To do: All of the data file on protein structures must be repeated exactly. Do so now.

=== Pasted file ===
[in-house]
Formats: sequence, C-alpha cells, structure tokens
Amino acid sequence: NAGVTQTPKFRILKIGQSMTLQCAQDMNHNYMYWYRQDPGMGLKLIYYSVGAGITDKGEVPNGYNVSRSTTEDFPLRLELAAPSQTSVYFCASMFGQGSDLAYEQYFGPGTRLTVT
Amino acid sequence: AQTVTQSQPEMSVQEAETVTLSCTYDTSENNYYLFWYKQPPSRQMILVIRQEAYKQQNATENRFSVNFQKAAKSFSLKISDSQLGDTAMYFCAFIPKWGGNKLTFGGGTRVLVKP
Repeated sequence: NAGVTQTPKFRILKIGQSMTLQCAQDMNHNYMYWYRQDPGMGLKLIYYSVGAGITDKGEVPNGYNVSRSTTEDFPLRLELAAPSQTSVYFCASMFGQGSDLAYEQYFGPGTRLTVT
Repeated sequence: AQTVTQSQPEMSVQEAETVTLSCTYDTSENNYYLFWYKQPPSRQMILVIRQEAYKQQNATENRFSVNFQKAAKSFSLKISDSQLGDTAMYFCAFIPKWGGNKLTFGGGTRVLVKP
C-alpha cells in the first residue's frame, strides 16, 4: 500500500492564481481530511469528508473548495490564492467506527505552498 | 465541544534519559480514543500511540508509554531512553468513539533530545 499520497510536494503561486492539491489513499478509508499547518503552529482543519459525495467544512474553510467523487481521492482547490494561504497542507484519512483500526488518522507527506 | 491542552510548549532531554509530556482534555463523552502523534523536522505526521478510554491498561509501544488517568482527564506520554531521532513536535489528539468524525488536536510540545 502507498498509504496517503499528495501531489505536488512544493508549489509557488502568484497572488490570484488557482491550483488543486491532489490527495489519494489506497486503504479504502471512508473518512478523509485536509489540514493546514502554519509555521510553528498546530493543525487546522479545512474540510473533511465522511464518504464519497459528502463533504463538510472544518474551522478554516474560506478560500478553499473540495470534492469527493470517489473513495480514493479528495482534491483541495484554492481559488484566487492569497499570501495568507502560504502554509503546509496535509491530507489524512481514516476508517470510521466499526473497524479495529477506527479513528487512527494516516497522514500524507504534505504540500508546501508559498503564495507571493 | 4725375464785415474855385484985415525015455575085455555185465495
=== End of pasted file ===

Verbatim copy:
[in-house]
Formats: sequence, C-alpha cells, structure tokens
Amino acid sequence: NAGVTQTPKFRILKIGQSMTLQCAQDMNHNYMYWYRQDPGMGLKLIYYSVGAGITDKGEVPNGYNVSRSTTEDFPLRLELAAPSQTSVYFCASMFGQGSDLAYEQYFGPGTRLTVT
Amino acid sequence: AQTVTQSQPEMSVQEAETVTLSCTYDTSENNYYLFWYKQPPSRQMILVIRQEAYKQQNATENRFSVNFQKAAKSFSLKISDSQLGDTAMYFCAFIPKWGGNKLTFGGGTRVLVKP
Repeated sequence: NAGVTQTPKFRILKIGQSMTLQCAQDMNHNYMYWYRQDPGMGLKLIYYSVGAGITDKGEVPNGYNVSRSTTEDFPLRLELAAPSQTSVYFCASMFGQGSDLAYEQYFGPGTRLTVT
Repeated sequence: AQTVTQSQPEMSVQEAETVTLSCTYDTSENNYYLFWYKQPPSRQMILVIRQEAYKQQNATENRFSVNFQKAAKSFSLKISDSQLGDTAMYFCAFIPKWGGNKLTFGGGTRVLVKP
C-alpha cells in the first residue's frame, strides 16, 4: 500500500492564481481530511469528508473548495490564492467506527505552498 | 465541544534519559480514543500511540508509554531512553468513539533530545 499520497510536494503561486492539491489513499478509508499547518503552529482543519459525495467544512474553510467523487481521492482547490494561504497542507484519512483500526488518522507527506 | 491542552510548549532531554509530556482534555463523552502523534523536522505526521478510554491498561509501544488517568482527564506520554531521532513536535489528539468524525488536536510540545 502507498498509504496517503499528495501531489505536488512544493508549489509557488502568484497572488490570484488557482491550483488543486491532489490527495489519494489506497486503504479504502471512508473518512478523509485536509489540514493546514502554519509555521510553528498546530493543525487546522479545512474540510473533511465522511464518504464519497459528502463533504463538510472544518474551522478554516474560506478560500478553499473540495470534492469527493470517489473513495480514493479528495482534491483541495484554492481559488484566487492569497499570501495568507502560504502554509503546509496535509491530507489524512481514516476508517470510521466499526473497524479495529477506527479513528487512527494516516497522514500524507504534505504540500508546501508559498503564495507571493 | 4725375464785415474855385484985415525015455575085455555185465495